The present and previous studies (Robinson and Wightman, 2007; Wightman et al., 2007) have reported large variability in the baseline rates of DA transients within the NAc core and shell. Similarly, DA neurons have been shown to vary widely in their tendency to fire in bursts, and in electrophysiological experiments DA neurons have been identified as either “low” or “high” bursting, with bursts of 3 or more spikes occurring at an average of 0.05 and 0.48 Hz, respectively (Hyland et al., 2002). This variation in bursting is likely reflected in the basal rates of DA transients reported here (0.004 – 0.31 Hz) and in previous studies. Similarly, it is possible that DA neurons may differ in response to ethanol in the amount of bursting as opposed to simple increases in firing rate, and fast scan cyclic voltammetry may only detect release from the former. However, it is unknown whether such cell-specific variation in ethanol-induced bursting of DA neurons occurs in awake animals. While Mereu et al. (1984) stated that burst-firing was part of the ethanol-induced excitation of DA neurons in awake, paralyzed rats, that firing pattern was only quantified in anesthetized rats (Foddai et al., 2004). Nevertheless, DA neurons within the ventral tegmental area have heterogeneous electrophysiological properties and pharmacological responses (Ford et al., 2006; Margolis et al., 2006; Margolis et al., 2008). In addition, there are reports of regional differences in the effects of ethanol within the ventral tegmental area, suggesting differential sensitivity to the drug among DA cell body regions. For example, NAc increases in tonic DA induced by ethanol can be blocked by mecamylamine (nicotinic acetylcholine receptor antagonist) infusion to the anterior but not posterior ventral tegmental area (Ericson et al., 2008). In addition, rats will self-administer ethanol into the posterior but not the anterior ventral tegmental area (Rodd et al., 2004). As DA neurons have a general topographic projection to the ventral striatum (Haber et al., 2000; Ikemoto, 2007), it is possible that each voltammetric recording reveals the propensity of a subset of DA neurons to burst at baseline as well as at increasing concentrations of ethanol; in contrast, the temporal and spatial information of the microdialysis probe is insufficient to resolve this. Importantly, when comparing DA cell firing with DA release, note that it is unknown whether all bursts will result in DA transients. For instance, there may be a requirement that multiple DA neurons burst in synchrony (Robinson and Wightman, 2007), or local influences such as glutamate and acetylcholine might independently modulate DA release at the terminal (Wu et al., 2000; Avshalumov et al., 2003; Rice and Cragg, 2004; Zhang and Sulzer, 2004). Thus, the heterogeneous response of DA transients to ethanol observed in this and previous studies (Cheer et al., 2007) may be due to variable ethanol effects on DA burst firing, on synchronous activity of DA neurons, on regulation of DA release at the terminal, or some combination of these.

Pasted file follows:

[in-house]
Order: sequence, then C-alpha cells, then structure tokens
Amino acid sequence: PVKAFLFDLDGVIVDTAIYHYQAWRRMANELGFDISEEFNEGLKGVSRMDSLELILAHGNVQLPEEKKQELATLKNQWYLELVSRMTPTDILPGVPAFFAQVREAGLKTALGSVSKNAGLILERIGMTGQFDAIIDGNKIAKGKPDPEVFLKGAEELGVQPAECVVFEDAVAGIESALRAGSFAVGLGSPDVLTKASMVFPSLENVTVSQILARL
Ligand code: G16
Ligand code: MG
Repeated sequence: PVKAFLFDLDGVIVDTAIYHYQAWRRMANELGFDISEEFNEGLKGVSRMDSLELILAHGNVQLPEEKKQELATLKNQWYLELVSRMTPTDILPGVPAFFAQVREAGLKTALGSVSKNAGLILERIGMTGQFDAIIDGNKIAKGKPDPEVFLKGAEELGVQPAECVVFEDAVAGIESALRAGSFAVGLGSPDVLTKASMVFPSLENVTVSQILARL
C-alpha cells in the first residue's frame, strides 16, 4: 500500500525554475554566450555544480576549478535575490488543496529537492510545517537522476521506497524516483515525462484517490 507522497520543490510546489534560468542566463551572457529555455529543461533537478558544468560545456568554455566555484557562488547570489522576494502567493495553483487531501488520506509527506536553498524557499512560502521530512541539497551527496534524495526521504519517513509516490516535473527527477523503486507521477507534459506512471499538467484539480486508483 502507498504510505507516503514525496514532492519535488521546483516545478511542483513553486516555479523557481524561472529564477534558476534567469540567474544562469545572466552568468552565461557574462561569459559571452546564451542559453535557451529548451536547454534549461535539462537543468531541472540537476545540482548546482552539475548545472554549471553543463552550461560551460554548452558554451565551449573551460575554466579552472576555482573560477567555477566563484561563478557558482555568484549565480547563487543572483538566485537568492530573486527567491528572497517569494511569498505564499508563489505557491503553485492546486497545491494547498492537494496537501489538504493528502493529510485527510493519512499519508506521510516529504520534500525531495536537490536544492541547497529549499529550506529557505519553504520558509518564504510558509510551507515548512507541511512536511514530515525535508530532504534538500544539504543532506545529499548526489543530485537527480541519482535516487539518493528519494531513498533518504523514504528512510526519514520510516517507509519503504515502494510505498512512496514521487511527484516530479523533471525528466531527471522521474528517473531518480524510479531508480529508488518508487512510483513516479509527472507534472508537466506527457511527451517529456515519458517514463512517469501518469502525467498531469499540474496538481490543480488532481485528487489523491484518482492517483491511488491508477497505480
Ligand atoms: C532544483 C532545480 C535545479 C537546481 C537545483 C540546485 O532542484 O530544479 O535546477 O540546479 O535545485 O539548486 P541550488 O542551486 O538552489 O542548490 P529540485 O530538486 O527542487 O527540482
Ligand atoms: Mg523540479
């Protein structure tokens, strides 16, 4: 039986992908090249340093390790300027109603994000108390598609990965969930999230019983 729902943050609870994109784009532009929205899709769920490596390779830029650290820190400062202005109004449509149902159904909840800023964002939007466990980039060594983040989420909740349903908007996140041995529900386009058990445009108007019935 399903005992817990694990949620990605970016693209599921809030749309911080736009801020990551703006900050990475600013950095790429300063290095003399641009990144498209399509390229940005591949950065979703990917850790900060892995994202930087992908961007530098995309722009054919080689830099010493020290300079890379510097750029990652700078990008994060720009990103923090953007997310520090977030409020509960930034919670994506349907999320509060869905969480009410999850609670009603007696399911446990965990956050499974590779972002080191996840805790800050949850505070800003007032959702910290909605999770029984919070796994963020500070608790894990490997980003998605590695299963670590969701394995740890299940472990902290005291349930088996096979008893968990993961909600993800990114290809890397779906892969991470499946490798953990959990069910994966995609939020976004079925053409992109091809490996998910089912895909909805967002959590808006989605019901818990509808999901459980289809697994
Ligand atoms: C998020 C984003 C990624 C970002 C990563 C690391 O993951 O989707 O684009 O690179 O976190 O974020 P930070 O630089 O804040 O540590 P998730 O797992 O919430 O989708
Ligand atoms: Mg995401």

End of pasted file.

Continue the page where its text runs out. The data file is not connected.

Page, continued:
It is well known that tonic DA concentrations in the shell region of the NAc are particularly responsive to drugs of abuse, including ethanol (e.g., Di Chiara et al., 2004). While tonic measurements in the present study were primarily (but not exclusively) in the shell, Howard et al. (2008) recently demonstrated that tonic DA release in response to single intravenous doses of 1 or 1.5 g/kg ethanol is greater in the NAc shell than the core. Thus, we also investigated whether NAc subregion contributed to the heterogeneous response of phasic DA release to ethanol administration. However, we found no subregional differences either in baseline rates of transients or in the responsiveness to ethanol. In contrast, a recent study revealed that while cocaine increases the frequency of DA transients across the NAc, more DA transients are evoked in the shell (Aragona et al., 2008). This discrepancy may be related to the different mechanisms of action of the two drugs: while cocaine increases phasic DA release by blocking uptake to amplify ongoing events (Robinson and Wightman, 2004; Venton et al., 2006; Wightman et al., 2007), ethanol does not reliably alter DA uptake (Samson et al., 1997, Yim and Gonzales, 2000; Robinson et al., 2005; Jones et al., 2006; Mathews et al., 2006).
In summary, these data illustrate a disparity between the tonic and phasic response of DA in the NAc to ethanol administration when monitored with microdialysis versus fast scan cyclic voltammetry. Consistent with previous studies (Wightman and Robinson, 2002; Floresco et al., 2003), these results suggest that tonic and phasic aspects of DA transmission may be pharmacologically distinct. However, testing this hypothesis would require suppressing the phasic response and still observing the tonic response (or vice versa). A simpler interpretation is that the DA signal measured with microdialysis provides a composite view of all tonic and phasic DA activity in the broad area of the microdialysis probe, including some microregions that show increased DA release after ethanol and others that do not. In the case of ethanol-induced DA release, the heterogeneity observed on the 100-μm scale may explain the generally modest increases in DA concentration consistently measured with microdialysis (typically < 200%; e.g., Imperato and Di Chiara, 1986; Yoshimoto et al., 1992b; Kiianmaa et al., 1995; Moscary and Bradberry, 1996; Yan, 1999; Yim et al., 2000). In fact, it is unknown to what extent DA transients contribute to DA concentrations measured with microdialysis. While is it clear that a single transient is not detected by microdialysis due to damage around the electrode (Yang et al., 1998), it seems reasonable that a sustained increase in the frequency of DA transients may generate sufficient concentrations of DA to be detected.
Given that phasic DA transients may provide a learning signal about natural and drug reinforcers (Phillips et al., 2003; Day et al., 2007; Schultz, 2007), a pharmacological effect of ethanol on the frequency of DA transients may influence the reinforcing properties of ethanol. Moreover, heterogeneity in the phasic DA response to ethanol is ideologically consistent with the hypothesis that the NAc is functionally segregated into distinct microcircuits (Pennartz et al., 1994; Carelli and Wightman, 2004). In this context, the finding that ethanol enhances phasic DA release in some sites but not others may be one mechanism by which ethanol selectively modulates particular NAc microcircuits during ethanol self-administration (Janak et al., 1999; Robinson and Carelli, 2008). Thus, it will be important for future experiments to measure DA release events in the context of ethanol self-administration and reinforcement.
The authors thank Ms. Dawnya Bohager, Ms. Lisa Gurdin, Ms. Amber Kinard and Mr. Wilbur Williams for assistance with voltammetry, Dr. Sheneil Anders for assistance with microdialysis, and the NIH (AA014591 to D.L.R., DA10900 to R.M.W. and AA011852 to R.A.G.) and the Bowles Center for Alcohol Studies at the University of North Carolina for funding.